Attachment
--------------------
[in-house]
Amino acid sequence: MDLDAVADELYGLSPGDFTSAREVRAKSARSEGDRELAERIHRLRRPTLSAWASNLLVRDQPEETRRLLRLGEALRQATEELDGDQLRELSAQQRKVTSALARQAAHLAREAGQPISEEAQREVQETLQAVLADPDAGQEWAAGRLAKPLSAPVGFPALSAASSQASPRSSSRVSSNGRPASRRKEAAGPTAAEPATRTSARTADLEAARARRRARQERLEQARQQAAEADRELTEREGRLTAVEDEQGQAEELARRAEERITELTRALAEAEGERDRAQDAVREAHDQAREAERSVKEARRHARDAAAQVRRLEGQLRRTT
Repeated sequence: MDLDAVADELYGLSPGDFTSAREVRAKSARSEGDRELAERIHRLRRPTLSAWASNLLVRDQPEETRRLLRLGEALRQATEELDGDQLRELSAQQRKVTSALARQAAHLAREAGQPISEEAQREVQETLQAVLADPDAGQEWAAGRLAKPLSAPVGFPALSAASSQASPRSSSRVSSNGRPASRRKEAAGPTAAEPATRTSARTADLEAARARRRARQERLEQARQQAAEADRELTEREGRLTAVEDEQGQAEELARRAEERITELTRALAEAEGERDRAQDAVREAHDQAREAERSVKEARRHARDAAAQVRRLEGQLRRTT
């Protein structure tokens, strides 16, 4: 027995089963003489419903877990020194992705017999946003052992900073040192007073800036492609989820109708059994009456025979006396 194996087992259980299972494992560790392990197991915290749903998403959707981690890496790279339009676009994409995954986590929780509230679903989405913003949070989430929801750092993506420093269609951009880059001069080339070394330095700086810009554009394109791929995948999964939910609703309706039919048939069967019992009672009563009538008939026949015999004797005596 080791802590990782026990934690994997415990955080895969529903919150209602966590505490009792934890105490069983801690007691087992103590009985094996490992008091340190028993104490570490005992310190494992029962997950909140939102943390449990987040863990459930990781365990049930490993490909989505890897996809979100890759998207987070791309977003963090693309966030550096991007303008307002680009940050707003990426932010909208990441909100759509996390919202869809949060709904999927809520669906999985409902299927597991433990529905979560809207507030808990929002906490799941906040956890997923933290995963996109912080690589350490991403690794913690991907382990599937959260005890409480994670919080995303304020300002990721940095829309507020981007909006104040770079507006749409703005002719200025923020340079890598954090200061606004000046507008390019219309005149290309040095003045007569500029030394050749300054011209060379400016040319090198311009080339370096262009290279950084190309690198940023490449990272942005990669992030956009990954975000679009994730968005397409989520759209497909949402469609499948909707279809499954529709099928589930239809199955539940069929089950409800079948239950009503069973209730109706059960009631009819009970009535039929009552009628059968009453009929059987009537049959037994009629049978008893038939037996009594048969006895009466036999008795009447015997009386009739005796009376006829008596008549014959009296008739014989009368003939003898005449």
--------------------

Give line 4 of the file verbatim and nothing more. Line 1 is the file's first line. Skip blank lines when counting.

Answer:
């Protein structure tokens, strides 16, 4: 027995089963003489419903877990020194992705017999946003052992900073040192007073800036492609989820109708059994009456025979006396 194996087992259980299972494992560790392990197991915290749903998403959707981690890496790279339009676009994409995954986590929780509230679903989405913003949070989430929801750092993506420093269609951009880059001069080339070394330095700086810009554009394109791929995948999964939910609703309706039919048939069967019992009672009563009538008939026949015999004797005596 080791802590990782026990934690994997415990955080895969529903919150209602966590505490009792934890105490069983801690007691087992103590009985094996490992008091340190028993104490570490005992310190494992029962997950909140939102943390449990987040863990459930990781365990049930490993490909989505890897996809979100890759998207987070791309977003963090693309966030550096991007303008307002680009940050707003990426932010909208990441909100759509996390919202869809949060709904999927809520669906999985409902299927597991433990529905979560809207507030808990929002906490799941906040956890997923933290995963996109912080690589350490991403690794913690991907382990599937959260005890409480994670919080995303304020300002990721940095829309507020981007909006104040770079507006749409703005002719200025923020340079890598954090200061606004000046507008390019219309005149290309040095003045007569500029030394050749300054011209060379400016040319090198311009080339370096262009290279950084190309690198940023490449990272942005990669992030956009990954975000679009994730968005397409989520759209497909949402469609499948909707279809499954529709099928589930239809199955539940069929089950409800079948239950009503069973209730109706059960009631009819009970009535039929009552009628059968009453009929059987009537049959037994009629049978008893038939037996009594048969006895009466036999008795009447015997009386009739005796009376006829008596008549014959009296008739014989009368003939003898005449």